As the Deputy is aware, the Central Bank of Ireland is responsible for the regulation of the financial services sector. I can confirm that while the Central Bank cannot generally comment on interactions with regulated firms, Ulster Bank Ireland is engaging with the Central Bank in regard to Global Restructuring Group. In November 2016, Royal Bank of Scotland announced a complaints process for SME customers in Ulster Bank’s Global Restructuring Group and indicated publically that a "customer is in-scope for the new complaints process if they were a small or medium sized enterprise under the control of Global Restructuring Group in the United Kingdom or Republic of Ireland between 1 January 2008 and 31 December 2013".

In line with its risk-based supervisory approach, the Central Bank has been and continues to monitor all relevant issues as they arise from a system perspective. The Central Bank will continue to monitor this matter and is overseeing complaints received for any issues arising, particularly in the context of SME regulations compliance. The protection of SME customers is a priority for the Central Bank. The Central Bank’s SME regulations provide key protections to SME customers, including those on handling complaints and managing arrears and financial difficulties. The Central Bank also continues to engage with the UK FCA on this matter. I am confident that the Central Bank will act as appropriate on this matter and that it possesses the necessary tools to do so if required.

The report that was published makes for quite remarkable reading. For example, it identified certain widespread inappropriate treatment of SME customers, which should also be considered to be symptomatic. There is no reason to believe that similar treatment of SMEs in Ireland did not take place. One striking element of the report is contained in annexe 4, which reproduces a document produced by a GRG team leader that was widely circulated in at least one regional office in the UK. One of the tips stated, "Rope: Sometimes you need to let customers hang themselves. You have then gained their trust and they know what's coming when they fail to deliver". A second tip told those involved to "Be specific: avoid round number fees - £5,300 sounds as if you have thought about it, £5K sounds like you haven't." When I hear stories from SMEs, there is a common thread as to how they were treated. We need specific answers as to what is being done in Ireland.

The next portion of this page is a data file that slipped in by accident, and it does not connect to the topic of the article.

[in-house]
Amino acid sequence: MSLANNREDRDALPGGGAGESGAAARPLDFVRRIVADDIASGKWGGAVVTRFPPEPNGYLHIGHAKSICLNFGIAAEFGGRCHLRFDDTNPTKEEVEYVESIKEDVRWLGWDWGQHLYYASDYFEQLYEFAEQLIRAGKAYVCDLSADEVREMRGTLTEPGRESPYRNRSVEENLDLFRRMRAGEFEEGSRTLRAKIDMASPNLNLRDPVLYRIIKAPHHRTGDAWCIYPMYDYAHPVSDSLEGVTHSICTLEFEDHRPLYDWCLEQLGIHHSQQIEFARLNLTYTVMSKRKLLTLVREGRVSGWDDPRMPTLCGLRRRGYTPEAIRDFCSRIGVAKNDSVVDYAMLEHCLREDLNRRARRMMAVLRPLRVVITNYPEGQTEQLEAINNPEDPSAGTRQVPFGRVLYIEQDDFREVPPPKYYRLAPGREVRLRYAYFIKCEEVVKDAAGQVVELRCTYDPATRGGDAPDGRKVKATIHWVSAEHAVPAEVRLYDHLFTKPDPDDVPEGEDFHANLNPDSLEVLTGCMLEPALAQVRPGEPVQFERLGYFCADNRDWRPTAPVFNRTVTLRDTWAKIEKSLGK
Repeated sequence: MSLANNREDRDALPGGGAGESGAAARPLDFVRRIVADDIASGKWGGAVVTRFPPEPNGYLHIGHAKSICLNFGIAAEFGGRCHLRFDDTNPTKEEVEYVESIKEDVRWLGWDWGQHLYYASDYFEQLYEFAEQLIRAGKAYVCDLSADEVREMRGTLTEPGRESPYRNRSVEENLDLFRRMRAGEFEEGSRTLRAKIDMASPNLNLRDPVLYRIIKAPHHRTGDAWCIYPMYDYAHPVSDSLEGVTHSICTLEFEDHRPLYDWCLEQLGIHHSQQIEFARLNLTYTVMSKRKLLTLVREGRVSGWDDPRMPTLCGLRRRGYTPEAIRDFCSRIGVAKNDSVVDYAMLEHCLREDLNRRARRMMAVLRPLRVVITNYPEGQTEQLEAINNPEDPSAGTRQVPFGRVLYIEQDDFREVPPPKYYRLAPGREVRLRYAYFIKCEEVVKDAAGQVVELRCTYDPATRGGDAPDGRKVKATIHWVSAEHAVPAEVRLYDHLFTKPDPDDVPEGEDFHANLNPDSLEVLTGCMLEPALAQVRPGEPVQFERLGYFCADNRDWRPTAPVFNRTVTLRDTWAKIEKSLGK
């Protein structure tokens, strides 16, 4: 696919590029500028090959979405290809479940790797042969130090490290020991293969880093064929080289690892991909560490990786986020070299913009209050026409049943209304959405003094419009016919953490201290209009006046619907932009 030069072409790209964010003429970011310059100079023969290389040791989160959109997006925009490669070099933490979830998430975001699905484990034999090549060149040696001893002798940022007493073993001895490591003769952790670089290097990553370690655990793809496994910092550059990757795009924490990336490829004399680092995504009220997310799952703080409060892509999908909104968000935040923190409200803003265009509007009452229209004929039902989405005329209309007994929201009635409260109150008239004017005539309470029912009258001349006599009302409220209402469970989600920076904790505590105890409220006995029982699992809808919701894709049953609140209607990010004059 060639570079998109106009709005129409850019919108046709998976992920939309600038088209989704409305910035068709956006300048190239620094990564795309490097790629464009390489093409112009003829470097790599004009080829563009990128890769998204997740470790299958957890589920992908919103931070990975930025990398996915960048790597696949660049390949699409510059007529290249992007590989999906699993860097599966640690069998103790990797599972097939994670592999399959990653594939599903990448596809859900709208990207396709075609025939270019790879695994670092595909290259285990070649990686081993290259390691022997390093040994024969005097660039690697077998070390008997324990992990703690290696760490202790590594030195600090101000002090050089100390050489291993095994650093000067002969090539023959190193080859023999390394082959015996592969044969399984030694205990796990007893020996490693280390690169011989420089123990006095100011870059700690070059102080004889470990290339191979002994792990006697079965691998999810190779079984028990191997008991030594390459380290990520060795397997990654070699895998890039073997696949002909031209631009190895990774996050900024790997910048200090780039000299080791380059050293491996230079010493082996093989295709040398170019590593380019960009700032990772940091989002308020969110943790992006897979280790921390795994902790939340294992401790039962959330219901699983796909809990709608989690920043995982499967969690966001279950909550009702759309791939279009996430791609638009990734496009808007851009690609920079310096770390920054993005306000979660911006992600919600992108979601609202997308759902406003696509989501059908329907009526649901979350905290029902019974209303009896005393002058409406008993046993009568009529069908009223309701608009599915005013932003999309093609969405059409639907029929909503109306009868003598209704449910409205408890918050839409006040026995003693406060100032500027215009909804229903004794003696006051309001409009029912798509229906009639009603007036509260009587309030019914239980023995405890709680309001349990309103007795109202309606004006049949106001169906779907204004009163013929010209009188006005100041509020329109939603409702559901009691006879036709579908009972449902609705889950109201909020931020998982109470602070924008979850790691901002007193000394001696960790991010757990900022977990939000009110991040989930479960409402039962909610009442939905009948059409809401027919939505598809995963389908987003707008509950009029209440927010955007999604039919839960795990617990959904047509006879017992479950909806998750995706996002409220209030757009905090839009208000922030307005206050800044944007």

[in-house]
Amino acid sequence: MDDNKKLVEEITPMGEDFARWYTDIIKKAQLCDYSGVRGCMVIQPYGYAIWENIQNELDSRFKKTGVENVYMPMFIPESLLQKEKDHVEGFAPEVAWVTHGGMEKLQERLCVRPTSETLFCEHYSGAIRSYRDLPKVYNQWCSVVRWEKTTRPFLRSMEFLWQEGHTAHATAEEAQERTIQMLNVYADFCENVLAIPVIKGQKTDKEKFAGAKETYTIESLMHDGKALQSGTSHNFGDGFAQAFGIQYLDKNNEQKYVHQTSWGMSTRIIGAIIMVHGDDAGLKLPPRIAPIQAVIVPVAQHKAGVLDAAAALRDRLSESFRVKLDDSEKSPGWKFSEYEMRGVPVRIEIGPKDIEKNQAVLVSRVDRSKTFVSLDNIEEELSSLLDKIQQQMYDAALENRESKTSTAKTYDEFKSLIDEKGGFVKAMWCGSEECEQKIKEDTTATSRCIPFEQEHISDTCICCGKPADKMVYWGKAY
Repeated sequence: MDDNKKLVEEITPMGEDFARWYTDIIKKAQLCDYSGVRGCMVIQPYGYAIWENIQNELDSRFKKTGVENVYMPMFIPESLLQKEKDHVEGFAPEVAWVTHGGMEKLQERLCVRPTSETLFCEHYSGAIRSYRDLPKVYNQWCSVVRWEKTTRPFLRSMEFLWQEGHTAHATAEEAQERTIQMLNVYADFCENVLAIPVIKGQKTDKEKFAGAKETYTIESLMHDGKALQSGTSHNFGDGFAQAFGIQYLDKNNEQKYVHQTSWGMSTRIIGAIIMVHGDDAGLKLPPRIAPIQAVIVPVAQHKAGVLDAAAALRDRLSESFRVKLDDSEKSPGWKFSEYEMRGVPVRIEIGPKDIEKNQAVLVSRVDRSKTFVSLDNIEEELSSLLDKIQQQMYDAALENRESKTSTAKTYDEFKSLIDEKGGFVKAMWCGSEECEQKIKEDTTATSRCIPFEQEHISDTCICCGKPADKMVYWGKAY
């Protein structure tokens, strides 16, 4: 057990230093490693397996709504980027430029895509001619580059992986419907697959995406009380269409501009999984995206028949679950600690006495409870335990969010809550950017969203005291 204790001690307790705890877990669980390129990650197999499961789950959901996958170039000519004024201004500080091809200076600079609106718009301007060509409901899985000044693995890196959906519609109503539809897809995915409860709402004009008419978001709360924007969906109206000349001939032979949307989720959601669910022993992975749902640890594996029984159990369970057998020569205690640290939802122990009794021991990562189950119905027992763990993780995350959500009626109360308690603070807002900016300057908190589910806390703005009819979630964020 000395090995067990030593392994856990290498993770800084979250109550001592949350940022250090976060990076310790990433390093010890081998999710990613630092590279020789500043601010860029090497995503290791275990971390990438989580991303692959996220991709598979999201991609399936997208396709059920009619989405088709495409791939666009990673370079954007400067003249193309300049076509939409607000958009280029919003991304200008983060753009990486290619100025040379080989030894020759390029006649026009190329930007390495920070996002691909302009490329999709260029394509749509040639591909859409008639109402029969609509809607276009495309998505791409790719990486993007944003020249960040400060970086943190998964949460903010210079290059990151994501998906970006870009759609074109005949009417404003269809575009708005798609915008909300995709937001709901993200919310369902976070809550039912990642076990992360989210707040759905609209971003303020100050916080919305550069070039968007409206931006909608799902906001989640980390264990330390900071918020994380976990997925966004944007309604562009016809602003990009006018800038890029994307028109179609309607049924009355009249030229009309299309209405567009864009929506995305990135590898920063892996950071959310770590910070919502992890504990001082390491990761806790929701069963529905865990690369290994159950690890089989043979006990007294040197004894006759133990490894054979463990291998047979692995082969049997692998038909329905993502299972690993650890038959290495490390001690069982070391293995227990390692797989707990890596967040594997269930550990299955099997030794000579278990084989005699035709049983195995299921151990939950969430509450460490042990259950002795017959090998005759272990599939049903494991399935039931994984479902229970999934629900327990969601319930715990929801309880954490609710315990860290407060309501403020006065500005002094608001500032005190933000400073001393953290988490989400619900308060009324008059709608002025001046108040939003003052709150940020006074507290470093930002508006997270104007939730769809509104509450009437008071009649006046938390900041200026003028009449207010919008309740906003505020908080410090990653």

I am aware of the report to which the Deputy has referred. I have outlined the fact that while I cannot ever go into details regarding the work of the Cental Bank and its interaction with regulated firms, this is a matter on which Ulster Bank and the Central Bank are now engaging. When I met representatives of Ulster Bank and its parent group, Royal Bank of Scotland, I indicated to them that they must comply with the work which is under way with the Central Bank. They understand that. When I have engaged with the Central Bank on this matter, it has indicated to me that it is dealing with the matter. At this point I cannot go any further than that because I have to respect the role of the Central Bank regarding this matter.

I respect the role of the Central Bank but we also have a duty to request information and advocate for SMEs, which believe they were essentially put into a graveyard when they were put into GRG. More than 2,000 businesses went into it but fewer than 100 came out alive. For some time, we have heard that the Central Bank is engaging with Ulster Bank. I still do not really know what that means. I welcome that the Central Bank has had contact with the FCA in the UK, but I would like the Minister to confirm whether the Central Bank has initiated an investigation. Will there be a report? Will something be produced as an outcome to this issue in regard to the Central Bank's consideration of it? The SMEs involved, which believe they were treated very badly, and the many businesses which closed, resulting in job losses, deserve the truth.